The Leaf Woman and the Centaur is a stop-motion animated film that looks to reconcile a set of creation myths and re- establish the act of experiencing the story as their central component. Drawing on western science, Native American oral traditions, Judeo-Christian, and Hindu lore, as well as ancient Greek and pagan mythology, The Leaf Woman is a modern reinterpretation of the story of man. In the same way Paradise Lost articulated the felix culpa (beneficial fall of man) within the Biblical beginnings, or Dante's Inferno explored our ethical and spiritual scaffolding, The Leaf Woman and the Centaur will use the same basic tropes present in every creation myth to emphasize the value of an ancient experience that died with the cold logic of words.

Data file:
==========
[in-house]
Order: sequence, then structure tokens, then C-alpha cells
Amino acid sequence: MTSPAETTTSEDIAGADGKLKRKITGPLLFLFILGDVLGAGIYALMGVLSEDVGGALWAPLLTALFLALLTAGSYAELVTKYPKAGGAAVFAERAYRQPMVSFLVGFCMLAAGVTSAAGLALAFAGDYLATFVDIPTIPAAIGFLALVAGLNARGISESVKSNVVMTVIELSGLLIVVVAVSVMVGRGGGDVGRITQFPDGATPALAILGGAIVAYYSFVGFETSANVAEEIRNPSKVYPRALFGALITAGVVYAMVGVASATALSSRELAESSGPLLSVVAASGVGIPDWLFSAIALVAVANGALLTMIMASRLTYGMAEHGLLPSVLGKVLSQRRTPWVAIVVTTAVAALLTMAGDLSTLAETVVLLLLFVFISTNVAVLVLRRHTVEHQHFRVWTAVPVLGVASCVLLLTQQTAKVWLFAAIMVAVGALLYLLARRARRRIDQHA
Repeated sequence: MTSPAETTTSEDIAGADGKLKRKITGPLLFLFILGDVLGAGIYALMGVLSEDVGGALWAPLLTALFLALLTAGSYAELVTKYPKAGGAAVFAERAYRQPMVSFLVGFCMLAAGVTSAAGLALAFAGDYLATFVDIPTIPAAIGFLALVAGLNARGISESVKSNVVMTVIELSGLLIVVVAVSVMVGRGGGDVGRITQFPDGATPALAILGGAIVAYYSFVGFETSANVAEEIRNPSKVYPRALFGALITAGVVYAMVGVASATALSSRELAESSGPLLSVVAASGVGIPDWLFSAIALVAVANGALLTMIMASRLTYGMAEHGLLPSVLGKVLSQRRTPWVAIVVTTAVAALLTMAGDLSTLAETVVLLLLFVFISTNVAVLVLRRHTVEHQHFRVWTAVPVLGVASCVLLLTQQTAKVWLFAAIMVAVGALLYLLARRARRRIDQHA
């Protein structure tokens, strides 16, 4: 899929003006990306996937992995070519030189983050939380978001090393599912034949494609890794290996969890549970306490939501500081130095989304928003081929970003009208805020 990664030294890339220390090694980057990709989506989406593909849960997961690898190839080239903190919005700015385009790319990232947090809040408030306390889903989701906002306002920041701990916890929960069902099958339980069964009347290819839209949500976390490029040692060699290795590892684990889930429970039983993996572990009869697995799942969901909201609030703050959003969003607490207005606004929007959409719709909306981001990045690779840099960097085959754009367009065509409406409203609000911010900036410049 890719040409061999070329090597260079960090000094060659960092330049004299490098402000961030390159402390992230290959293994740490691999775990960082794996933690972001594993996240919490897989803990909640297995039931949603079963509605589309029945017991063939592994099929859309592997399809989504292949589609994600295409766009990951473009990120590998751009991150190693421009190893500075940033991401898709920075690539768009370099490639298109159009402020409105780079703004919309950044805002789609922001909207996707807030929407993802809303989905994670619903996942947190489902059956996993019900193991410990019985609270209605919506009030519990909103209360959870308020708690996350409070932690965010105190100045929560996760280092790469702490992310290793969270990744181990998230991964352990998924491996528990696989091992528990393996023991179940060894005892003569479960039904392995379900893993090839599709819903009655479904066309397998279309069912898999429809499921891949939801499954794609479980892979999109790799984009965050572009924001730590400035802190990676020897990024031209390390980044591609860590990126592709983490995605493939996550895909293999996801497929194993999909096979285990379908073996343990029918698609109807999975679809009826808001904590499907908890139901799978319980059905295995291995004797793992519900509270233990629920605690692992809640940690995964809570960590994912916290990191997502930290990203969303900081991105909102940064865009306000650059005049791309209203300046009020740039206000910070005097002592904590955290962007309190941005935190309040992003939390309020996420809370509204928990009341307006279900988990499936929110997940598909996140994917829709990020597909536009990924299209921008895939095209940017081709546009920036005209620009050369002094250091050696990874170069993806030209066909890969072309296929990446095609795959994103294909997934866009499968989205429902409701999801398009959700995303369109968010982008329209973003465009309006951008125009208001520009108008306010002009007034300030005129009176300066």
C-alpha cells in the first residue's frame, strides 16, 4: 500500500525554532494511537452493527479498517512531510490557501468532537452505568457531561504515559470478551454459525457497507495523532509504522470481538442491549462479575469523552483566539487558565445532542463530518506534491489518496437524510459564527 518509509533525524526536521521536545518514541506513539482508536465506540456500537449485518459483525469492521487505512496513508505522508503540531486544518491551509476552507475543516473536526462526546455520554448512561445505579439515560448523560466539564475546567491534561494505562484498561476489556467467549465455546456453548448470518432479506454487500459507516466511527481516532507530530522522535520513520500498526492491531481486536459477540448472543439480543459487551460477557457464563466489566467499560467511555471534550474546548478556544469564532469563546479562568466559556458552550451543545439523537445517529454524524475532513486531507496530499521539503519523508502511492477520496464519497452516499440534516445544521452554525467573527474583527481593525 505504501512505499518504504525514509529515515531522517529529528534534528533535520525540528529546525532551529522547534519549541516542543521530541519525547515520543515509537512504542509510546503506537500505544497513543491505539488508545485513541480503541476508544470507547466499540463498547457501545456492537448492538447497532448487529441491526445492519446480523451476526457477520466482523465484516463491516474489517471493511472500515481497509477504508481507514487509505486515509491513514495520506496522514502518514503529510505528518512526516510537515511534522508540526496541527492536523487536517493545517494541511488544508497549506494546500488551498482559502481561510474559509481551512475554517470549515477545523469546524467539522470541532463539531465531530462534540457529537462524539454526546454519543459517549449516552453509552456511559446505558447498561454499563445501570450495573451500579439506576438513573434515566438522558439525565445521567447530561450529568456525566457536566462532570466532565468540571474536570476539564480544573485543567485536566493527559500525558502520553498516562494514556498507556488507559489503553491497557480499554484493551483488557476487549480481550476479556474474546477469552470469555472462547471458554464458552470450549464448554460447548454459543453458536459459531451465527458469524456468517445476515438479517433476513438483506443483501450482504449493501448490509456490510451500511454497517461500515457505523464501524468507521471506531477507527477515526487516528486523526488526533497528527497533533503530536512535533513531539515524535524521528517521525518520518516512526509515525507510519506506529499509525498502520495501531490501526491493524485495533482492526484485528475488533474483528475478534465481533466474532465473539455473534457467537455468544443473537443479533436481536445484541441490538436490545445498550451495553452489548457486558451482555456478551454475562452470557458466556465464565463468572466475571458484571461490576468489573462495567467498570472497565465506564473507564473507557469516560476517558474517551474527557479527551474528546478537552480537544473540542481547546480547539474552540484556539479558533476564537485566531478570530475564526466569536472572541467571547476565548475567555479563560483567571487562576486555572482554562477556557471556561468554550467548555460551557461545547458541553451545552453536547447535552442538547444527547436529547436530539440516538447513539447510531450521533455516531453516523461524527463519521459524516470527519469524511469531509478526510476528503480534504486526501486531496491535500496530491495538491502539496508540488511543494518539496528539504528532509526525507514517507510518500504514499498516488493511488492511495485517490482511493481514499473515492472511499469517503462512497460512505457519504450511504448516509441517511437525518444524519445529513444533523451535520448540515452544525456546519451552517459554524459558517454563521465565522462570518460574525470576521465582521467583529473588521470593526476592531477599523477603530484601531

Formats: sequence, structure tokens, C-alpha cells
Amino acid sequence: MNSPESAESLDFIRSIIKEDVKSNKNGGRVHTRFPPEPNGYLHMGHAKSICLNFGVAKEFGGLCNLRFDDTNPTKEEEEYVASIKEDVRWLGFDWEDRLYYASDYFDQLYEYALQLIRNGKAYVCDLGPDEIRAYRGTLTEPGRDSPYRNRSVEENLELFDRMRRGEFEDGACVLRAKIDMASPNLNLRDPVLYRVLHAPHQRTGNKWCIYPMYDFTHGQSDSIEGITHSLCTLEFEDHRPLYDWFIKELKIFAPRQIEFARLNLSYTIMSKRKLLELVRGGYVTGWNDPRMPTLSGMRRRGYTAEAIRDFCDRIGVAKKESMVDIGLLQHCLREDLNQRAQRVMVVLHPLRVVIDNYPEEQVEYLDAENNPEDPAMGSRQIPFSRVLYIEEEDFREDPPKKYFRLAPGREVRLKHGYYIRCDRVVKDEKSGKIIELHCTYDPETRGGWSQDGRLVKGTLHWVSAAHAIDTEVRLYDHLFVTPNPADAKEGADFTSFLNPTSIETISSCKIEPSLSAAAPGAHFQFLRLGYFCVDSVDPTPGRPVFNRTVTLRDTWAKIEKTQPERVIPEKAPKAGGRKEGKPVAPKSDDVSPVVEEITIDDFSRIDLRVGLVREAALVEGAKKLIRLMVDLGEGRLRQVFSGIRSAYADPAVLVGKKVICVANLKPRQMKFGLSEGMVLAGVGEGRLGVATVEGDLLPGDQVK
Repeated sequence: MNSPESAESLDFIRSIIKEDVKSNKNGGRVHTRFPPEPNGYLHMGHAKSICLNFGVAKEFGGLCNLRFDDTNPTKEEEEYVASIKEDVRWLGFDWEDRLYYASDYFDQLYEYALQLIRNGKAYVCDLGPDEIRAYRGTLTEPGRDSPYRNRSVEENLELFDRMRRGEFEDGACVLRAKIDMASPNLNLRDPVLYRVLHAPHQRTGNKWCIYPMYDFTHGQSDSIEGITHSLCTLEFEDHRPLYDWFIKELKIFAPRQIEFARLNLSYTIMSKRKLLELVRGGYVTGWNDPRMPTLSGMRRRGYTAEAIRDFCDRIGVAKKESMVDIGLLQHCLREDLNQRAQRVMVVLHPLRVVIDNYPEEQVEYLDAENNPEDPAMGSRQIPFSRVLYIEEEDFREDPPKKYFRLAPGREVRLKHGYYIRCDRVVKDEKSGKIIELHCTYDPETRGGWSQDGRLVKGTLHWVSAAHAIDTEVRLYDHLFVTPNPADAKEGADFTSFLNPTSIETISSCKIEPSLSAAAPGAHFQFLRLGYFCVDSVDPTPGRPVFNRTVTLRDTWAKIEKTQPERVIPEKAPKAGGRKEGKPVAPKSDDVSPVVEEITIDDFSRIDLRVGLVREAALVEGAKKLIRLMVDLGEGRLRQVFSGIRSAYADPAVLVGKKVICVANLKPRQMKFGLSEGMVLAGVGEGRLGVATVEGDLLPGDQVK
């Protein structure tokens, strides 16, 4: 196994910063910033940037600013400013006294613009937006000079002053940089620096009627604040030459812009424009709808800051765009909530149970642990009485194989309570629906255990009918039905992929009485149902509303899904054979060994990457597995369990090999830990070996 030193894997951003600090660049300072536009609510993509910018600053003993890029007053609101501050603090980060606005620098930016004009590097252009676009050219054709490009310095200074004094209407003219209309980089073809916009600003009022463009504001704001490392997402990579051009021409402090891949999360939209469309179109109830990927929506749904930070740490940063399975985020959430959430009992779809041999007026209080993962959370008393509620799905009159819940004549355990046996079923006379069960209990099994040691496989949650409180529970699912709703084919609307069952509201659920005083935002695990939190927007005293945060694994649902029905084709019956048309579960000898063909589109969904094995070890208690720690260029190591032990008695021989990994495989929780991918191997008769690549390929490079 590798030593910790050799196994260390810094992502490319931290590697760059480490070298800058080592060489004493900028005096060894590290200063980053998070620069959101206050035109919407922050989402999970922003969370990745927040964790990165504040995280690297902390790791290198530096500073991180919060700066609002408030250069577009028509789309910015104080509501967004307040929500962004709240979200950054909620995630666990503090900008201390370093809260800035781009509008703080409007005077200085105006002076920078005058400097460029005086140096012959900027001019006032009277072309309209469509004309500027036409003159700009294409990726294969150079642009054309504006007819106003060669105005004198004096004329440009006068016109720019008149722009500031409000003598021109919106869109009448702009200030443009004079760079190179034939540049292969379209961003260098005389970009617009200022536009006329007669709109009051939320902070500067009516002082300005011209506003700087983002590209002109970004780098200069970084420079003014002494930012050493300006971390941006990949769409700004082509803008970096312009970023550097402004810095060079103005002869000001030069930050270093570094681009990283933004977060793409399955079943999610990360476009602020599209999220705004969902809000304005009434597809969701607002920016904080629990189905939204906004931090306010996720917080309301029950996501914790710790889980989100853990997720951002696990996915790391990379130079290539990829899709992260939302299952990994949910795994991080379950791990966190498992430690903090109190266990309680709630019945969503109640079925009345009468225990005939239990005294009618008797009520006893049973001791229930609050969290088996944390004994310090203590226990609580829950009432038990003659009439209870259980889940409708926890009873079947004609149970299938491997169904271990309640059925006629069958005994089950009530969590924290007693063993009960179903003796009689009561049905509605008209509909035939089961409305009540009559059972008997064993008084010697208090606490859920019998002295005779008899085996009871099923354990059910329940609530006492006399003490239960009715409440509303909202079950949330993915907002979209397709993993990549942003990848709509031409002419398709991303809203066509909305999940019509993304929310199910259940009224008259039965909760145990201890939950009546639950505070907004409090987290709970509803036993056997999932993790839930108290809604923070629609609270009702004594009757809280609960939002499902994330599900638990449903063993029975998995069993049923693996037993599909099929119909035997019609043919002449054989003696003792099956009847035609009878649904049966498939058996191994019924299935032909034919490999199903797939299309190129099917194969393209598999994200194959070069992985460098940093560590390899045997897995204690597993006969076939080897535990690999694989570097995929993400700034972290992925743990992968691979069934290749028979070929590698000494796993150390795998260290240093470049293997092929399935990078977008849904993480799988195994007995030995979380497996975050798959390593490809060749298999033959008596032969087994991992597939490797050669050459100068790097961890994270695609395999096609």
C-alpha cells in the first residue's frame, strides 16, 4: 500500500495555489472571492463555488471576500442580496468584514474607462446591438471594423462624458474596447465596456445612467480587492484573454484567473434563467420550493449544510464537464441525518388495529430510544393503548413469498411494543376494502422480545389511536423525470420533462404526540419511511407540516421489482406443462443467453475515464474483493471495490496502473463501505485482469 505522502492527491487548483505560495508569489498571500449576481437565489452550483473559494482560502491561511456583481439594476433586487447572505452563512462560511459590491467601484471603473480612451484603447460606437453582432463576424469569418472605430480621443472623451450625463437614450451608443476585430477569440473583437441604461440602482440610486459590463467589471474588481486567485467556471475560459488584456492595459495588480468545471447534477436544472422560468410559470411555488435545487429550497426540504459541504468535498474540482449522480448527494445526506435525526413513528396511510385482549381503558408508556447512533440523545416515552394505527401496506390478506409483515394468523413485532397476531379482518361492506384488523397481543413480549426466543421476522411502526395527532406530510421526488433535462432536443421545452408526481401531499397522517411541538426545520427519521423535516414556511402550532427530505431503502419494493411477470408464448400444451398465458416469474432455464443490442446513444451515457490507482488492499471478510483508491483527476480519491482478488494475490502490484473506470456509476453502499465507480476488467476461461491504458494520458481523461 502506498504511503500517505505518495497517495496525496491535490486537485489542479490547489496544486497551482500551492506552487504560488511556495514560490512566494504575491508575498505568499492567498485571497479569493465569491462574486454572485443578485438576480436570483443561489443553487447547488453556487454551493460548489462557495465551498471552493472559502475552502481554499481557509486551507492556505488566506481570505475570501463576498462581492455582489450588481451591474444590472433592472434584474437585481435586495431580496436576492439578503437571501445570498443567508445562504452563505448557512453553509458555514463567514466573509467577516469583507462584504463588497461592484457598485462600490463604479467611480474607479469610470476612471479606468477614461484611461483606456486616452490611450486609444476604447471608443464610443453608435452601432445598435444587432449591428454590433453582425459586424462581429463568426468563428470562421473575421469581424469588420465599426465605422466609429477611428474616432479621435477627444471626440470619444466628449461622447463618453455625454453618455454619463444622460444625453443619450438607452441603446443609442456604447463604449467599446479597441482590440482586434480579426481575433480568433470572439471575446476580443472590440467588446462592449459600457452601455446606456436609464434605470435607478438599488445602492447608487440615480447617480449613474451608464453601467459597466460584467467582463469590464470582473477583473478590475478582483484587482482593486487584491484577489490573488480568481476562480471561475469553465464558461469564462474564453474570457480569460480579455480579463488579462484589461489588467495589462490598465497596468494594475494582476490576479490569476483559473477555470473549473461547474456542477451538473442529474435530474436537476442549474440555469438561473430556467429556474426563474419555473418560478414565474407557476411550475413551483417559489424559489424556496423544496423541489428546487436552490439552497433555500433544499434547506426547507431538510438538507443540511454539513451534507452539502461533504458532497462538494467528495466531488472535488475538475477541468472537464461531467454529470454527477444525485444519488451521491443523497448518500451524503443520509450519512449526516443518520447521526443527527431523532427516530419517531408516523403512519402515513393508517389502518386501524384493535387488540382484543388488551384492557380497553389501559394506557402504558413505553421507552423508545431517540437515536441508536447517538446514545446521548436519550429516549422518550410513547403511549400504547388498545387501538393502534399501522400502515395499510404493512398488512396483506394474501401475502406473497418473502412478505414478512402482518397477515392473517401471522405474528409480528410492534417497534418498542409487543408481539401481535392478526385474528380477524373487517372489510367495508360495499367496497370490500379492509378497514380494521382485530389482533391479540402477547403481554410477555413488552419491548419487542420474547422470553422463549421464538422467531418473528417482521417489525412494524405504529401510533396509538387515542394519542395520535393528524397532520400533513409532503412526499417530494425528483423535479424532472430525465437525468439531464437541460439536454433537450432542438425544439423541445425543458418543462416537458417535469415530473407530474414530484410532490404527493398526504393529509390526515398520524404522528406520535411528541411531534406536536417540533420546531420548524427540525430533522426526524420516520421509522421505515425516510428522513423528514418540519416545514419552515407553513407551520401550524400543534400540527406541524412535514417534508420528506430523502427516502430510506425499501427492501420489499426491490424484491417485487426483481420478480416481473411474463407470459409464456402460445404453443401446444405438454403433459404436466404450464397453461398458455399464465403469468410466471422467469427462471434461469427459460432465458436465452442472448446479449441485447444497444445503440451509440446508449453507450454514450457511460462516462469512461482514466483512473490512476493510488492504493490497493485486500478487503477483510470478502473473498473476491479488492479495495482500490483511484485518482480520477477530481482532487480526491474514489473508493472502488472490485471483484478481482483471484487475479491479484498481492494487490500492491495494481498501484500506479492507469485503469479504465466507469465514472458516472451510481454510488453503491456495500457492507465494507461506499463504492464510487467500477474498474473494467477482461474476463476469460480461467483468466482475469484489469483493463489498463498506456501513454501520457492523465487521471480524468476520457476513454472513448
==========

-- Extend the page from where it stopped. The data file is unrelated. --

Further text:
Hugo is an orphan boy living in the walls of a train station in 1930s Paris. He learned to fix clocks and other gadgets from his father and uncle which he puts to use keeping the train station clocks running.
This English-language adaptation of the Swedish novel by Stieg Larsson follows a disgraced journalist, Mikael Blomkvist, as he investigates the disappearance of a weary patriarch's niece from 40 years ago.
A mysterious Hollywood stuntman who moonlights as a getaway driver seems to be trying to escape his shady past as he falls for his neighbor - whose husband is in prison and who's looking after her child alone.
Mumble the penguin has a problem: his son Erik, who is reluctant to dance, encounters The Mighty Sven, a penguin who can fly! Things get worse for Mumble when the world is shaken by powerful forces, causing him to brings together the penguin nations and their allies to set things right.
Have you watched The Leaf Woman and the Centuar yet? What did you think about it?